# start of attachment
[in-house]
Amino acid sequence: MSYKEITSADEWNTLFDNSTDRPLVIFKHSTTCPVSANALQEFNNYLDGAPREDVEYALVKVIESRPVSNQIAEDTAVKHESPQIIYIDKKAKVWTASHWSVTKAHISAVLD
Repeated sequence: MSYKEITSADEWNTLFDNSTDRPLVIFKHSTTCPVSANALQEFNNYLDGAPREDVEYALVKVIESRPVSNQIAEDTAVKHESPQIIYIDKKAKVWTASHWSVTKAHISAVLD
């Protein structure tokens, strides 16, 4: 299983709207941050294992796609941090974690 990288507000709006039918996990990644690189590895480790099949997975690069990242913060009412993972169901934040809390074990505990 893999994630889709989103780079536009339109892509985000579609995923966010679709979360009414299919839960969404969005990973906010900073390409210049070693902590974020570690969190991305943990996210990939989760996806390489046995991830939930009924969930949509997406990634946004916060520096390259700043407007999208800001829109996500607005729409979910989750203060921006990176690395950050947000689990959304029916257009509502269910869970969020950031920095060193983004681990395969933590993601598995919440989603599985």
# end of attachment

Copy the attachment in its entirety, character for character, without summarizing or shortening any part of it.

[in-house]
Amino acid sequence: MSYKEITSADEWNTLFDNSTDRPLVIFKHSTTCPVSANALQEFNNYLDGAPREDVEYALVKVIESRPVSNQIAEDTAVKHESPQIIYIDKKAKVWTASHWSVTKAHISAVLD
Repeated sequence: MSYKEITSADEWNTLFDNSTDRPLVIFKHSTTCPVSANALQEFNNYLDGAPREDVEYALVKVIESRPVSNQIAEDTAVKHESPQIIYIDKKAKVWTASHWSVTKAHISAVLD
């Protein structure tokens, strides 16, 4: 299983709207941050294992796609941090974690 990288507000709006039918996990990644690189590895480790099949997975690069990242913060009412993972169901934040809390074990505990 893999994630889709989103780079536009339109892509985000579609995923966010679709979360009414299919839960969404969005990973906010900073390409210049070693902590974020570690969190991305943990996210990939989760996806390489046995991830939930009924969930949509997406990634946004916060520096390259700043407007999208800001829109996500607005729409979910989750203060921006990176690395950050947000689990959304029916257009509502269910869970969020950031920095060193983004681990395969933590993601598995919440989603599985």